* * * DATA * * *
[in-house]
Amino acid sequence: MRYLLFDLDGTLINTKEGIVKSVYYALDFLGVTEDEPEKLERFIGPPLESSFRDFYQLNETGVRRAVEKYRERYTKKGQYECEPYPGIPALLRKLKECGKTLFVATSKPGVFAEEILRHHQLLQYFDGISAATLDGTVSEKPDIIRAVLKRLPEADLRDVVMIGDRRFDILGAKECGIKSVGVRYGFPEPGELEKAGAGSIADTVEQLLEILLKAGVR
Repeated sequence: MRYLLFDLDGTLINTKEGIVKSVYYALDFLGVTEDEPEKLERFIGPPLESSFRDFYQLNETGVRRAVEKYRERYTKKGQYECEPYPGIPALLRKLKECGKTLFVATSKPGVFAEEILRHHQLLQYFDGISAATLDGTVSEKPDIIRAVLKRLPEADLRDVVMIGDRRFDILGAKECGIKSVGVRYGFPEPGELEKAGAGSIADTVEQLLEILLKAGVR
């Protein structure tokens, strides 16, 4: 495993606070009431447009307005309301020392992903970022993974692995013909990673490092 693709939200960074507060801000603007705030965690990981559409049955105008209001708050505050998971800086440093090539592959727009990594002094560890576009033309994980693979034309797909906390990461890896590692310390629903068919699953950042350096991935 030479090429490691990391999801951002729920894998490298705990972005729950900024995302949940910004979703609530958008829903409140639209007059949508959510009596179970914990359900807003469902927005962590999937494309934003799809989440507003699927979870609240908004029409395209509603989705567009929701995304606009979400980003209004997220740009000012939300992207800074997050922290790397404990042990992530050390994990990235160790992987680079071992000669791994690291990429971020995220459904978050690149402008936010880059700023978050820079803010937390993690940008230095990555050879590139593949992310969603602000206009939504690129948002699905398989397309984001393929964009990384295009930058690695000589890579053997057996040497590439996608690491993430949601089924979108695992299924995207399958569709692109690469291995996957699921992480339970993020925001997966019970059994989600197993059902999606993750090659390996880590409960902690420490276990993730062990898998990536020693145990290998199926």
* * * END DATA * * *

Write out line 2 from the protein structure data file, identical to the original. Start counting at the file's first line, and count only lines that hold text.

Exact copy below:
Amino acid sequence: MRYLLFDLDGTLINTKEGIVKSVYYALDFLGVTEDEPEKLERFIGPPLESSFRDFYQLNETGVRRAVEKYRERYTKKGQYECEPYPGIPALLRKLKECGKTLFVATSKPGVFAEEILRHHQLLQYFDGISAATLDGTVSEKPDIIRAVLKRLPEADLRDVVMIGDRRFDILGAKECGIKSVGVRYGFPEPGELEKAGAGSIADTVEQLLEILLKAGVR